Not surprisingly, by the time it got to the 1990’s, Argentina’s wine consumption had dropped to 20 liters per capita and this is when we saw a massive change in the wine production. Another influx of foreign expats and investors saw an opportunity to invest in Argentinean vineyards, as well as the flying winemakers that arrived to explore the possibilities of the land. With modern day equipment, yield control and marketing improvements the quality of Argentinean wines dramatically improved and exploded onto the worldwide market after the economic crash of 2001.

Crostinis & Argentinean Wine are the perfect match!

Crostinis & Argentinean Wine are the perfect match! / Source

♦ Aside from Malbec, which other types of Argentinean wines would you recommend and why?
Torrontes as it is the flagship white wine of Argentina; grown in some of the most extreme wine territories in the world. The Torrontes grape produces very exciting styles of white wines, which is know in Argentina as ‘la uva mentirosa’ (the lying grape). I’ll let you figure out why it’s a liar when you try this beautiful variety of wine!

Bonarda is known as the secret grape of Argentina as nearly no-one has heard of it but it is actually the second most grown red grape in Argentina. It produces really unique styles of red wines ranging from medium to full bodied wines, supple rounded style and typically showing red fresh berries and delightful savory touches. The Bonarda wines are high in acidity and have medium levels of tannin that makes it outstanding with food!

My personal favorite at the moment is Cabernet Franc with this traditional French grape producing some really bold, beautiful and big styles of wine in Argentina that need to be sampled by all!

♦ For you personally, what makes the perfect bottle of Argentinean wine and why? 
For me, the perfect bottle of Argentinean wine will always come from a family owned winery with limited bottle productions. With small production comes the quality as the makers can select every single grape that goes into the production of their wine, leading to balanced, complex and concentrated wine with exciting layers of aromas and flavors.

Personally I like wines that have unusual aromas and flavors that I find hard to place, it excites me!  I find that areas like Cafayate in Salta and the Uco Valley produces very aromatic wines that are my perfect Argentinean wines, be it white or red.

Zuccardi Family’s Finca Altamira Bodega / Source

♦ Which is the best wine producing region in Argentina and which would you predict to be the next best region?
Well the best region has to be Mendoza! Approximately 70% of all our production happens there so obviously there is a lot of great wine coming from Mendoza especially, in my personal opinion, from the Uco Valley in Mendoza.

For me, I would say the next best region would be Salta, more specifically Cafayate.

♦ Where did the idea for Anuva Wines come from?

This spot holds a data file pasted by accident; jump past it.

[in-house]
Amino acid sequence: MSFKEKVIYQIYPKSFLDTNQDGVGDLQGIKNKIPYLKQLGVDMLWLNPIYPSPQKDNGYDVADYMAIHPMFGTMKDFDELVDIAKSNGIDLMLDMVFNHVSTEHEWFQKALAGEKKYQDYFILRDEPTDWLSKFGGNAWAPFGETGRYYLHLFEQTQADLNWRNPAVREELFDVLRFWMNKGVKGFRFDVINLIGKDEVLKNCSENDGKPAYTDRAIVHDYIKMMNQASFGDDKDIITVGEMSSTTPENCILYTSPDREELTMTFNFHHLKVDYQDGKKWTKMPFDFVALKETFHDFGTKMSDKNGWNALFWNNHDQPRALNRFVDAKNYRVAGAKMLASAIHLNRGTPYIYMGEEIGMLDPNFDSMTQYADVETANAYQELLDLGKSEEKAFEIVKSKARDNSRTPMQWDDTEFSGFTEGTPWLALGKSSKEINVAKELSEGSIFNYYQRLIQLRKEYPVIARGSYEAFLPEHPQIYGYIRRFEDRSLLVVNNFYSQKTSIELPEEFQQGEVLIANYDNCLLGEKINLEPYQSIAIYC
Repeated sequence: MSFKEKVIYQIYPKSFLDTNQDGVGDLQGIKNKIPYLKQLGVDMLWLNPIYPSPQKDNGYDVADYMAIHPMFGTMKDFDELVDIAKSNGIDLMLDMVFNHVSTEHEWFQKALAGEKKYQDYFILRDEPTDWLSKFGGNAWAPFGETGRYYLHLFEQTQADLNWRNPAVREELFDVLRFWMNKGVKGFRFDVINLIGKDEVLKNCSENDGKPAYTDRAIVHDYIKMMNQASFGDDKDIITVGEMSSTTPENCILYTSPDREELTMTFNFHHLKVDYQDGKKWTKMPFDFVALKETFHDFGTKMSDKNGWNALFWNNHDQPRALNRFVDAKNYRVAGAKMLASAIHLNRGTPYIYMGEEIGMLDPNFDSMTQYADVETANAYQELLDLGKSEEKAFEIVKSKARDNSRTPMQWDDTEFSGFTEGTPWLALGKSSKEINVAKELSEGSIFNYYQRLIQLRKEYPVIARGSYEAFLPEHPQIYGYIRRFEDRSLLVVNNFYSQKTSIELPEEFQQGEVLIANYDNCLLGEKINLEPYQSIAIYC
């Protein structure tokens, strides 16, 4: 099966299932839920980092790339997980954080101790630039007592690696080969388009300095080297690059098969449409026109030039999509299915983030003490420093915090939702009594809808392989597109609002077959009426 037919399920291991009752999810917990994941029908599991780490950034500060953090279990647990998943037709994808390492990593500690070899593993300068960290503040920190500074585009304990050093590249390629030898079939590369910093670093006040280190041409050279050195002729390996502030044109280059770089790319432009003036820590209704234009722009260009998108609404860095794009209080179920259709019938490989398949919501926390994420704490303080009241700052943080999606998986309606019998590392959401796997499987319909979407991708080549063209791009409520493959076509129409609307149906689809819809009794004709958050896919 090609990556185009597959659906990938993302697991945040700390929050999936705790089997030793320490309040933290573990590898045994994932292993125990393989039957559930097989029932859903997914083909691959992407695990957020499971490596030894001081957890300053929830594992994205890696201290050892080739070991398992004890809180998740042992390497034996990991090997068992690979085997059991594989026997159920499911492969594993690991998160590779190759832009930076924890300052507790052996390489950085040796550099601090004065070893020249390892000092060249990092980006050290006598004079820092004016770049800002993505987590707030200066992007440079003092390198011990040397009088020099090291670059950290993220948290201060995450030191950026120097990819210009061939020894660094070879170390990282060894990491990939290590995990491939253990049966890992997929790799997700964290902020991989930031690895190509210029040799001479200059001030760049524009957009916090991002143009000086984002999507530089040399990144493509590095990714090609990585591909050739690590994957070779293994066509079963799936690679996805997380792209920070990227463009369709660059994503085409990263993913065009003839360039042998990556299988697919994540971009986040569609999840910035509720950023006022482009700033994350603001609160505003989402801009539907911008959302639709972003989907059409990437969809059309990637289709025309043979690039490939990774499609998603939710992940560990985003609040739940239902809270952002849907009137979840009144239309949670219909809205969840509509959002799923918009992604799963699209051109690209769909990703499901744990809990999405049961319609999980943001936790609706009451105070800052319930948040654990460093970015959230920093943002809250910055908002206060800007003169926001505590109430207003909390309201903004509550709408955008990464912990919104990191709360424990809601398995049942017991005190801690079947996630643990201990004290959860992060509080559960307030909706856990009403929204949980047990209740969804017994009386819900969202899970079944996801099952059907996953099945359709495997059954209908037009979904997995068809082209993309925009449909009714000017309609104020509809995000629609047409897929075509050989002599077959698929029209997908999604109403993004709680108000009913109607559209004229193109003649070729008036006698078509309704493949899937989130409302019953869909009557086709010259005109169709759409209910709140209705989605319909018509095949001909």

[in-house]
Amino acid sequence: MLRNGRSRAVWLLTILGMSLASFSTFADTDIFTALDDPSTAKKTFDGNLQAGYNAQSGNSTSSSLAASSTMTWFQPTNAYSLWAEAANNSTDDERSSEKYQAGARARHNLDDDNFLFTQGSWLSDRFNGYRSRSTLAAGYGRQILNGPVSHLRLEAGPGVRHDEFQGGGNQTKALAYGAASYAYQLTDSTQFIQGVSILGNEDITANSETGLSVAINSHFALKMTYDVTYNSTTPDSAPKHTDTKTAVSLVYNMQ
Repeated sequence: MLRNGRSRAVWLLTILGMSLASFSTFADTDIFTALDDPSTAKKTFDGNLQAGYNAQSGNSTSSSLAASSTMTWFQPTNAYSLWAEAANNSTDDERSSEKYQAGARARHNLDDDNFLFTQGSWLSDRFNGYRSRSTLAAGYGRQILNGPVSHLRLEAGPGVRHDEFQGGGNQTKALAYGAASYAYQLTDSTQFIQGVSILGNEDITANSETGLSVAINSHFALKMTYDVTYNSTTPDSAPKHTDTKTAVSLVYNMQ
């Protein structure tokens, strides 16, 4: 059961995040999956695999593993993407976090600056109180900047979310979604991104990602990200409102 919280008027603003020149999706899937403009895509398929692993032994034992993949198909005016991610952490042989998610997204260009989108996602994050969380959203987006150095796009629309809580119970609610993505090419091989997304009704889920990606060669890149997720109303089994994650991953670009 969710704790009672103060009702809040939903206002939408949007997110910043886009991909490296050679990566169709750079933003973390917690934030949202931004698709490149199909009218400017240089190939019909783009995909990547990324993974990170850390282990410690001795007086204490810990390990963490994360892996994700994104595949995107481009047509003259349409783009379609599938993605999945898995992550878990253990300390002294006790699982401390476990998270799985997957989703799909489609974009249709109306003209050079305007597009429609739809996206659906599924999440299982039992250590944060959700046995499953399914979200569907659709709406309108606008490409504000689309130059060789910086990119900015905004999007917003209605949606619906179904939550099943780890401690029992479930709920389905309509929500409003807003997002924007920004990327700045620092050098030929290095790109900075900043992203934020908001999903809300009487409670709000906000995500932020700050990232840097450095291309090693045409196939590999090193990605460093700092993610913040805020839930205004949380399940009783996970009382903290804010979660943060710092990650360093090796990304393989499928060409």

The owners Dan and Lourdes discovered a selection of boutique wineries while visiting Mendoza 8 years ago. They loved the wines but realized they couldn’t even get hold of them here in Buenos Aires let alone in the US, where Dan is originally from. Knowing that not every traveler has the opportunity or the time to fit Mendoza into their Argentina travel itinerary they realized that a huge amount of people were missing out on these exquisite wines, tasting only mass produced goods from household names like Trapiche. They took it upon themselves to be the spokespeople for all these small wineries, offering them at wine tasting and giving them the opportunity to have them delivered in the States.

♦ What is the key for your approach to wine tasting in Buenos Aires?
Smiles! Wine tasting is supposed to be fun. People come for different reasons; some to learn what is out there, some to get to know more styles of wines outside of their comfort zone and let’s face it, some come for the buzz. Wine tasting in Buenos Aires needs to be flexible to answer everyone’s queries while not boring others to tears. Plenty of refills, jokes, just a touch of education and plenty of passion will normally make it successful.

Wine, Champagne & delicious food at Anuva Wines

Wine, Champagne & delicious food at Anuva Wines / Source

♦ What is your favorite bottle of Argentinean wine and why?
Right now I love wine blends as they are so rounded, multifaceted and complex. They really showcase the quality of the grapes as well as the skill behind Argentinean winemakers and the grapes. My three favorite bottles of wine at the moment are Prestige 2008 by Carinae Malbec, Cabernet Sauvignon and Syrah, Mairena Blend 2009 by Familia Blanco Malbec and Bonarda and El Porvenir Amauta Corte IV 2012 Malbec and Cabernet Franc.

♦ If somebody had never tried Argentinean wine before and came to Anuva Wines what would be the one wine you would serve them so that they had an idea about Argentinean wines?
The Mairena Blend; its complex, supple and full bodied, with perfectly balanced fruit character and hints of oak making is a classic wine of Argentina with elegance. Plus it’s made from the top two red grapes in Argentina so you can’t get more quintessentially Argentinean than that!

Anuva Wines – CLOSED!
Make sure to ask your Class Adventure Travel specialist to add the Anuva Wines tasting experience to your Argentina and South America travel itinerary!

Tasting glasses at the ready in Anuva Wines

Tasting glasses at the ready in Anuva Wines / Source